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Jose Llana in Lincoln Center's "American Songbook" Series

by Steven Pisano

46912453522_0177f1eaa5_o(All photos by Steven Pisano.)

The "American Songbook" series presented by Lincoln Center for over 20 years has been a reliably top-notch showcase for showing off the strengths of American songwriting. Some of the artists are singer-songwriters; others are interpreters of other people's songs. On Friday night in the Appel Room, the Filipino-American singer Jose Llana took the stage singing a range of songs from Stevie Wonder and Billy Joel, to Stephen Sondheim and William Finn.

Llana is best known in Broadway circles for two defining roles--in 2015, as the King in Lincoln Center Theater's Tony award-winning production of The King and I, succeeding the original star Ken Watanabe, playing opposite Kelli O'Hara; and for his portrayal of Ferdinand Marcos in the Public Theater's 2013 production of Here Lies Love written by David Byrne and Fatboy Slim. Along the way, he also had roles on Broadway in Rent, The 25th Annual Putnam County Spelling Bee, and the revival of Flower Drum Song, amongst other roles.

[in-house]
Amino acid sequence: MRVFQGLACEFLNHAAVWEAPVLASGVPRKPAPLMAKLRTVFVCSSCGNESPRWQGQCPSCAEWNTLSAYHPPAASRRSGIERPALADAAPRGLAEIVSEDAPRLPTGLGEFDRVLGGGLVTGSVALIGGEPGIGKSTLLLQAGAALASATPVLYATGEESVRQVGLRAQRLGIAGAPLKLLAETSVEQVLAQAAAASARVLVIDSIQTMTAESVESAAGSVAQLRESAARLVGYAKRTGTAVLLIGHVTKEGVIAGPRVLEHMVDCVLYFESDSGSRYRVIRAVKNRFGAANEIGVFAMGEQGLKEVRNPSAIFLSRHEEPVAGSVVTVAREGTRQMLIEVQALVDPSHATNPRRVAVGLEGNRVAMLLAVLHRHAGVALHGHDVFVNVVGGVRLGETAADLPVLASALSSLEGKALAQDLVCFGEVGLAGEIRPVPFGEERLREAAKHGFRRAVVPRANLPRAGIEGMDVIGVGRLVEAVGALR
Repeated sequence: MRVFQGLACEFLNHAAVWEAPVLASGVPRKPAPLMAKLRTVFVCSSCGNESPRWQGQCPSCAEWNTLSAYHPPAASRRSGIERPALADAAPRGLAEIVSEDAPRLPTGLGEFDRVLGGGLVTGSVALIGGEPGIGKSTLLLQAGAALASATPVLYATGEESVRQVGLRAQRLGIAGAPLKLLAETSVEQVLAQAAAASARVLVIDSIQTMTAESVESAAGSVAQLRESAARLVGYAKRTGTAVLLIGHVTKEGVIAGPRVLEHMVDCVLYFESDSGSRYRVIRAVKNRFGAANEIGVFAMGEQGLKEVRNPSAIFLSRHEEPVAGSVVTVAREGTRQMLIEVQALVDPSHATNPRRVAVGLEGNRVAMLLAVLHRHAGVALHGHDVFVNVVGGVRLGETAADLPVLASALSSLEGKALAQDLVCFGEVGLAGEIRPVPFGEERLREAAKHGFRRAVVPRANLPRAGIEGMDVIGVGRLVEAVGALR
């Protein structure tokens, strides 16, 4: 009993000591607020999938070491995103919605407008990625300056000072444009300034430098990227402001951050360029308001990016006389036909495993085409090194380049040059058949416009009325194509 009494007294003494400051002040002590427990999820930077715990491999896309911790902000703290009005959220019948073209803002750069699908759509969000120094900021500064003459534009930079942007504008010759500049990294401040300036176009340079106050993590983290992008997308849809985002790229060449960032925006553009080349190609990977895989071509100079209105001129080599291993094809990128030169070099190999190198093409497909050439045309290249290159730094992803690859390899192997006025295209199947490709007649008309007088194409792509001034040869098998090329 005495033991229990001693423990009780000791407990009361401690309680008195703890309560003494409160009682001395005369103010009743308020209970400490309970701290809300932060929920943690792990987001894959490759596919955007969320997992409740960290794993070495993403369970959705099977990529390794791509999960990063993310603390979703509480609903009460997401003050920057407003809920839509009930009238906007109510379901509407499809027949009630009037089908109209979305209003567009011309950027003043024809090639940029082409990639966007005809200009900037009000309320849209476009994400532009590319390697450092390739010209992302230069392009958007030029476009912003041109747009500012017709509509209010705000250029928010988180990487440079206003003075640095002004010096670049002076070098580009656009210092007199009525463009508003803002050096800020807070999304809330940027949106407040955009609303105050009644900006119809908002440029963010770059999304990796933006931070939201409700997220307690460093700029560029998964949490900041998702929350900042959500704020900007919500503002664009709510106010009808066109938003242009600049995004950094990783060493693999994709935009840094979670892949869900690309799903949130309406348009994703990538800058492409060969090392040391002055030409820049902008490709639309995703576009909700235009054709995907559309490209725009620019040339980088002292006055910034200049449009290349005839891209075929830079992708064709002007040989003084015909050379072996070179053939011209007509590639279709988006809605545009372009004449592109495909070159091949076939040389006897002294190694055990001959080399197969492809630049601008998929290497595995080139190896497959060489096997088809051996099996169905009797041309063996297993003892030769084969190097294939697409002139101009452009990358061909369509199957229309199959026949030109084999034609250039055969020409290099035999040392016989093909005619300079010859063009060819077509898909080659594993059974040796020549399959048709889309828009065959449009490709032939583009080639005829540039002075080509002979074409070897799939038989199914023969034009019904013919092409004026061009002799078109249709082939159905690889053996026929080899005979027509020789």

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Winter Jazzfest 2019: "We Resist" at Le Poisson Rouge

by Steven Pisano

31725044687_0b385db1f6_k(All photos by Steven Pisano)

The Winter JazzFest is filling venues all week with a wide range of musical styles linked to "jazz", including old school, new school, and everything in between. One thing you can be sure of: You are going to hear some great music by some great musicians--even if you've never heard their names before.

On Sunday, Le Poisson Rouge played host to an ambitious program called "We Resist," presenting politically motivated music by Arturo O'Farrill and the Afro Latin Jazz Orchestra (with special guests Antonio Sanchez, The Villalobos Brothers, and Akua Dixon); Marc Ribot; Toshi Reagon and musicians; and Samora Pinderhughes and musicians.